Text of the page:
the workmen find virgin earth.'

This essay is accompanied with two plates- of vefsels and coins found. B2

• XVI.

« XVI. Obfervations on a Piature by Zuccaro, from Lord Falk

land's Collection. By the Hon. Daines Barrington.' This picture, according to tradition in the family,tepre? sented Lord Burleigh playing at cards --with three other per

fons, who from their dress appear to be of distinction.' But the cards are marked as at present; and differ from those of more modern times, only by being narrower and longer. And there are also considerable heaps of gold and silver on the table ; so that these dignified personages seem to have played, for what

would not at present be called a chicken stake. Mr. Barrington thinks the game a Spanish one, called Rimero. This probably, he says, might have been introduced by Philip the

Second or some of his suite' (an affected word for train] while he was in England.' 'He snews it to have been much in

vogue, during the reign of Queen Elizabeth ; from this passage in Shakespeare,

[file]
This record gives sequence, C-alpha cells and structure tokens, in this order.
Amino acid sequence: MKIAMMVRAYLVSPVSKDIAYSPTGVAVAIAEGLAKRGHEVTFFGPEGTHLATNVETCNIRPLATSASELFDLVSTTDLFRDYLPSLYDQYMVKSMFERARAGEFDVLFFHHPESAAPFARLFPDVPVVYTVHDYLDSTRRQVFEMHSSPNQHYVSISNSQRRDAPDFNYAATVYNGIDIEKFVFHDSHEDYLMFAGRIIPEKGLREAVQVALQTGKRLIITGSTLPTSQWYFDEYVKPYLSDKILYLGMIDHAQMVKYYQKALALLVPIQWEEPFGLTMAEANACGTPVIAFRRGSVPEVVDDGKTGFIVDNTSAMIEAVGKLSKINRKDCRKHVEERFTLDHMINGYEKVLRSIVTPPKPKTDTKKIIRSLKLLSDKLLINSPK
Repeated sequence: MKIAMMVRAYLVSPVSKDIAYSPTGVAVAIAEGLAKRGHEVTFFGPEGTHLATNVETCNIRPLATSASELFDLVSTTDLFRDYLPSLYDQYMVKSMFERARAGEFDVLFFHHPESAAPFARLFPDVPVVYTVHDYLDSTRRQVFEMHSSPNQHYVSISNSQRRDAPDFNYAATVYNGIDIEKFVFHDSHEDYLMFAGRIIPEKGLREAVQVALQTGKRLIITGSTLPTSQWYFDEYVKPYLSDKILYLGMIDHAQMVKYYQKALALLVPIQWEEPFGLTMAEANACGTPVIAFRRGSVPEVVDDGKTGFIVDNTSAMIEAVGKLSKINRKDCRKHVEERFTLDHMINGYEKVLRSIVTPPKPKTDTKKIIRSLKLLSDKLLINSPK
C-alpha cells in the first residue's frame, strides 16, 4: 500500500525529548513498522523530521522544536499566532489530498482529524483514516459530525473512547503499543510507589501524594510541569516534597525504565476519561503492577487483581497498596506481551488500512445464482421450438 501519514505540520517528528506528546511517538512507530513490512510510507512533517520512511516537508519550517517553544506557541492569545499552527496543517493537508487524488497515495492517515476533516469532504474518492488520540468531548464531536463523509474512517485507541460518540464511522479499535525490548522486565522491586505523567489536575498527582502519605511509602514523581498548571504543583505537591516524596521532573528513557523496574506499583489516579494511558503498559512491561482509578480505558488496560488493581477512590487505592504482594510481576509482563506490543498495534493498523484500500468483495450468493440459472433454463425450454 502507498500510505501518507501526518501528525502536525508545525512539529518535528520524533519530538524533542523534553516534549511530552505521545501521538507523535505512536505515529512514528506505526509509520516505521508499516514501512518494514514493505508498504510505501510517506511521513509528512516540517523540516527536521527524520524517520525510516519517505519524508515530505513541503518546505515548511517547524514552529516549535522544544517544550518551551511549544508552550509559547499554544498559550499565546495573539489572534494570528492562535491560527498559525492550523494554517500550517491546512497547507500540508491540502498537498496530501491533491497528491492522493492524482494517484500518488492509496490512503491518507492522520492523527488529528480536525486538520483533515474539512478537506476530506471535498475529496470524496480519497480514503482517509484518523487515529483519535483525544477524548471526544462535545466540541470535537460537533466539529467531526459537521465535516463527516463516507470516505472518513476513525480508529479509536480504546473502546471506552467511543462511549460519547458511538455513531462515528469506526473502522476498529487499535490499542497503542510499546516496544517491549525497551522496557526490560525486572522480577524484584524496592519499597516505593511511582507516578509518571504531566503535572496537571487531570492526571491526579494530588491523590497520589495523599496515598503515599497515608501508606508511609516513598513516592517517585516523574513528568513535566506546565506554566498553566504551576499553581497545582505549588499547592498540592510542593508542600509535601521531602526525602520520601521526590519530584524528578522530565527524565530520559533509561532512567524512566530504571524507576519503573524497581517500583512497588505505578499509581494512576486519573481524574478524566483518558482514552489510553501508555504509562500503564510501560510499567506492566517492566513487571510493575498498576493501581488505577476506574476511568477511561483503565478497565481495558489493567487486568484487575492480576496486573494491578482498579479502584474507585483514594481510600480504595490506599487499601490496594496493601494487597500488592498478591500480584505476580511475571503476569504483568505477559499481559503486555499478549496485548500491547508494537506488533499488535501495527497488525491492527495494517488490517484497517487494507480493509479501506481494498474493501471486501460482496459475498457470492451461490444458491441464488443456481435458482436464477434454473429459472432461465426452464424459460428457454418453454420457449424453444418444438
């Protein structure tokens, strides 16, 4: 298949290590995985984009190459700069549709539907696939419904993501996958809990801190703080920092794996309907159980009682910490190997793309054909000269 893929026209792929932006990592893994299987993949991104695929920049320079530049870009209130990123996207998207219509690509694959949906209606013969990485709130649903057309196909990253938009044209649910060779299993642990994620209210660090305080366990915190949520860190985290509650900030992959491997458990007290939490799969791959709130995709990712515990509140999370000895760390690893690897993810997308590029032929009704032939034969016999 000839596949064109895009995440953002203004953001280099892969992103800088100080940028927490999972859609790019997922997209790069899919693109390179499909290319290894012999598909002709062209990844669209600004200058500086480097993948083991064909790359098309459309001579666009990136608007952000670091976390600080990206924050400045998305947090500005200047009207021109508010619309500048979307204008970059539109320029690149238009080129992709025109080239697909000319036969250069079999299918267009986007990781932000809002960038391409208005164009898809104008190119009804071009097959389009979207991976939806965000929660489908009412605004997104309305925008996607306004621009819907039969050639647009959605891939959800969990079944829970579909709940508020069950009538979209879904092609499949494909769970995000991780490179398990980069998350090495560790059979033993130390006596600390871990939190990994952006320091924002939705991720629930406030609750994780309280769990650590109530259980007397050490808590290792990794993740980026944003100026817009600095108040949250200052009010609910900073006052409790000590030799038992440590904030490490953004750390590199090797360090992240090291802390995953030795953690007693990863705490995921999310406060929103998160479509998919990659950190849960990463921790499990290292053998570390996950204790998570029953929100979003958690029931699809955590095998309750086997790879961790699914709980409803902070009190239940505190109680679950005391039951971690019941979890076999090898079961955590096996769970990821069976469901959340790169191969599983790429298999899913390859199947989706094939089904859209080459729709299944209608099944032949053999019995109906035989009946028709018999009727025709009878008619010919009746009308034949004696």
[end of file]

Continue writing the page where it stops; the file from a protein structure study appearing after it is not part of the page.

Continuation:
I left him at Primero
With the Duke of Suffolk.

He then shews from Duchat’s notes on the 22d chapter of the ift book of Rabelais, how Primero was played, and how the picture suits, the account. And he adds that our word flush,

which, when applied to cards, imports that they are all of the “fame colour,' and which is used at Primero as well as other games, is only the Spanish term flux' of the fame import, as

in that language hath the power of h, or nearly so.'


6 land.

( XVII. Observations on the Antiquity of Card-playing in Eng

By the Hon. Daines Barrington.' In this pleasing account, Mr. Barrington finds the first inti

, mation concerning the use of cards in France, under 1426; when no person was permitted to have in his house, tabliers, eschi

quiers, quartes,'&c. tables, chequers, or cards; and under 1404, when, in a fynod held at Langres,--the clergy are forbid the use (of cards.' These two facts, however, we beg leave to observe, prove decisively the much earlier introduction of cards. What was expressly interdicted by a law, must have become very extensive in its practice. What was specifically forbidden to the clergy, must have been common among the laity. And what was thus common and extensive at the beginning of the fifteenth century, could not but have been long known. This observation carries us back to the evidence in Menustrier, which Mr. Barrington too hastily rejects ; of three packs of cardi, 'trois jeux